by Keith Fisher
Today, we continue our three part story. Remember last time, I had just emerged from the bushes and discovered I was in someone else's camp.
The three men in camp all wore red shirts, not flourescent orange, which is a requirement for Utah deer hunters. The wall tent across the clearing had been pitched using recently cut lodge poles. There were horses staked out under the trees, and someone had been busy building camp furniture from fresh cut trees. A Dutch oven hung from an iron tripod over the fire and one of the men dipped something from it onto a tin plate. I turned to leave without bothering them, but I needed to find out where I was.
"Hello in the camp." I called. I didn't want to surprise anyone with my sudden appearance from the fog.
They turned and stared at me. One man quickly stifled a laughed.
"I got lost in the fog. Can you tell me where I am?"
The man with the plate welcomed me and invited to have some stew. "I’m Jake," he said.
"I’m Keith." I offered my hand. I just need to find my camp, but that stew sure smells good," I took the plate and sat on a hand-hewn bench.
The other two men moved away from the fire. They were using binoculars, trying to see something through the fog. They looked worried.
I heard the clang of another lid and turned to see the cook dump coals from the lid of another Dutch oven. He reached inside, pulled out two sourdough bread rolls, and handed them to me.
"You want some butter on those?"
I nodded. "Sure, you’re a great cook," I said. I watched as Jake went to a pile of straw. He lifted a mat made from a bunch of sticks lashed together. He reached into a pit dug into the ground, pulled out a bowl, and handed it to me. I liberally dabbed fresh, creamy butter on the hot rolls and watched it melt.
Jake returned the mat and the straw then snapped his fingers. "I almost forgot. Would you like a little milk to wash it down?"
"That would be nice if it's not too much trouble," I said.
Jake shook his head. "No trouble." He pulled the mat up again and reached into the pit.
I watched Jake pour milk from a tin can into a cup. I became fascinated by the spectacle. Jake had been cooking with firewood coals, lifting lids with a forked stick, and making food that would rival anything I’ve seen at the Worlds Championship Dutch Oven Cook Off.
When I finished eating, Jake asked me if I had seen his friend. "Robert set out this morning in the direction you came from, and he hasn’t come back yet."
"No, I haven’t seen him," I said.
"Well, he probably downed a really big one. Not like those puny deer we got." He pointed at three large bucks hanging from a tree. If those deer were puny, I’d love to go where he hunts.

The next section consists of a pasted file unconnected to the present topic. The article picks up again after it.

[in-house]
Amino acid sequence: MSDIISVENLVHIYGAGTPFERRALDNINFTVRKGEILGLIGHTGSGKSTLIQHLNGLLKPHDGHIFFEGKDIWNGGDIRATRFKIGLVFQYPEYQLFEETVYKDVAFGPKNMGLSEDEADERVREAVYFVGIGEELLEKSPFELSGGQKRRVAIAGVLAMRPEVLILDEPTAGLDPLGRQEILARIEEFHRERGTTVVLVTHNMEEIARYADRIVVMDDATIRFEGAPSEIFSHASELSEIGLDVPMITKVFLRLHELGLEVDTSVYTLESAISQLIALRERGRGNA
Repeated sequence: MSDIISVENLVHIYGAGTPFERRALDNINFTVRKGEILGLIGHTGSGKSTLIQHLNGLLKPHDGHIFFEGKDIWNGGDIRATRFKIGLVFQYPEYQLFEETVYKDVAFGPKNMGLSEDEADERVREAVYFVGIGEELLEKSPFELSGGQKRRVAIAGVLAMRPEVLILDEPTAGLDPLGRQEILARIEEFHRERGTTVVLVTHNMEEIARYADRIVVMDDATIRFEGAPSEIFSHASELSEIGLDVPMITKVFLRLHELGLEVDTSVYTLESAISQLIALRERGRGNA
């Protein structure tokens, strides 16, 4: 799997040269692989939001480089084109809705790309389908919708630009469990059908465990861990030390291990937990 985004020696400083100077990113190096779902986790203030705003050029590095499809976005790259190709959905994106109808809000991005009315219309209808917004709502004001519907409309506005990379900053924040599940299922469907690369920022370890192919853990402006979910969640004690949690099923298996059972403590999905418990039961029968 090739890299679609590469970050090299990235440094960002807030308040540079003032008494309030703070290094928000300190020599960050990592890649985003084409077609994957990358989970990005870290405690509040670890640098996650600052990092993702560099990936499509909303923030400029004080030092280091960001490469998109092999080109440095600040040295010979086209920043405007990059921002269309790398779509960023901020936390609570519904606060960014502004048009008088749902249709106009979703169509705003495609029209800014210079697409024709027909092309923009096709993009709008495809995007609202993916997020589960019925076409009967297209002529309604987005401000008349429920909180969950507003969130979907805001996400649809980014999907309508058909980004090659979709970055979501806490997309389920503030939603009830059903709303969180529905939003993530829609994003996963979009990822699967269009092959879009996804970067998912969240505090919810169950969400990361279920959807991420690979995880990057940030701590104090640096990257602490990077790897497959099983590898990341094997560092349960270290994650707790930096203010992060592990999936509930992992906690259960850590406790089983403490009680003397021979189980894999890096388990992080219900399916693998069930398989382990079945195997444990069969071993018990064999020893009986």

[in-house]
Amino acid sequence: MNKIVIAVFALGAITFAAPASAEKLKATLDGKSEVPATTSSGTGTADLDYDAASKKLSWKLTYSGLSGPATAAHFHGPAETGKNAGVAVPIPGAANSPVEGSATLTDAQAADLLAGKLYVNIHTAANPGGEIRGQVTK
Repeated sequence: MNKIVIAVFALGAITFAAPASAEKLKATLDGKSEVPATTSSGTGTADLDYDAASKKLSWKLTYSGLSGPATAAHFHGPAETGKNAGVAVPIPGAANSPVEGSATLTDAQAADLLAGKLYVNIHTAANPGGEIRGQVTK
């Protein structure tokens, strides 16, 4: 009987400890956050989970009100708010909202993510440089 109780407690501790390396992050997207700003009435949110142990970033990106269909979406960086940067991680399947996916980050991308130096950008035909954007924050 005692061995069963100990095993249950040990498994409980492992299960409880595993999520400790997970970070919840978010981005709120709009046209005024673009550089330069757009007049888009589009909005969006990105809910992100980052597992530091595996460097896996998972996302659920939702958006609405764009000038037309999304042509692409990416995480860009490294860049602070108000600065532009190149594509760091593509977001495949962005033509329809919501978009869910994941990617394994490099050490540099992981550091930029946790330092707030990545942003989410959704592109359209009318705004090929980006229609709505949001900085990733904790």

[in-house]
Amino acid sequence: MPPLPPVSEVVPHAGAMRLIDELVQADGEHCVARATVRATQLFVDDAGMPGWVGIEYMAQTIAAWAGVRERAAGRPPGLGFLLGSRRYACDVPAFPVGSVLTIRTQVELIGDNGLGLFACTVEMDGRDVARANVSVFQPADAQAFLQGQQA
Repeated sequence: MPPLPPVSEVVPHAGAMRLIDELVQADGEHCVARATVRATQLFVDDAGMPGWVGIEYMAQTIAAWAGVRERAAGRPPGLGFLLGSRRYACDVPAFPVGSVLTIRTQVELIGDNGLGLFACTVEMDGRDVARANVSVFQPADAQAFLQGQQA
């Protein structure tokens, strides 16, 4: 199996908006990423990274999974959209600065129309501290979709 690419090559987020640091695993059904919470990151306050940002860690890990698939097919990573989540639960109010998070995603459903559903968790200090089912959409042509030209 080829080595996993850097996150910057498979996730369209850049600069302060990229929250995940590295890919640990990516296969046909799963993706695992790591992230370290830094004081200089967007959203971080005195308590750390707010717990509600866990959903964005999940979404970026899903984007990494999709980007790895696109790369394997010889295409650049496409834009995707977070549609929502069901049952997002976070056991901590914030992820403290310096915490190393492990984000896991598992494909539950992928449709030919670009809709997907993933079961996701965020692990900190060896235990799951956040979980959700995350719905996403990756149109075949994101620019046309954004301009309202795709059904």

"You were very lucky to find those," I said. "I haven’t seen anything but a doe and two fawns all day."
Jake stared at me with a look of disbelief.
One of the other men came and sat next to me. He started drawing a map in the dirt with a stick.
"This is Henry, he knows these mountains like the back of his hand," Jake said.
"Good to meet you." I stuck out my hand.
Henry shook my hand then directed my attention to the map. "Now this is Strawberry valley." He pointed at a spot in the dirt. "And this is the road over Daniel's Pass." He showed me his representation of every landmark within 40 miles, and showed me where we were.
"This is the trail we came in on." He dug the lines deeper in the dirt. "And this is the one that goes to Current Creek."
I began to recognize where we were from the landmarks I knew. I noticed he referred to all the roads as trails. "Where is the road . . . uh, trail you came in on?"
"About a hundred yards in that direction." Henry pointed.
I nodded my understanding. I knew my camp could be seen from the road, so I decided to follow the road until I found camp. It would be dark in about an hour, but if I got on the road, I could hitch a ride on an ATV.
I thanked Jake for the good food, and offered to help cleanup. I also offered to help pay for the food I’d eaten, but Jake slapped me on the back. "Don’t be silly. You never turn a man away from your fire unless you've fed him."
"If you see Robert, tell him to get back to camp, will you?" Henry asked.
I said I would, and shook both men’s hand. I set out in the direction of the trail and was almost out of earshot when I heard Henry talking. "That boy sure is a strange duck, I wonder where he got them bright clothes. He must be some kind of dude from out of state."
I walked about eighty yards and found a trail. According to my reckoning, it should’ve been a road. I wondered how those men got their horses up there. Then I realized I didn’t see any vehicles in camp. I thought of my 23-foot trailer. If I were in my camp, I’d probably spend the evening watching a movie while being warmed by the furnace in the trailer.
My mouth fell open when I reached the trail. The fog suddenly lifted, and the temperature climbed about ten degrees. The sun hung on the treetops in its last throws, before dipping down behind the ridge to plunge the world into darkness for the evening. In my confusion, I stumbled on a rock, and fell down. I remember a sharp pain in my head, then nothing.
continued next time
Return to the Neighborhood.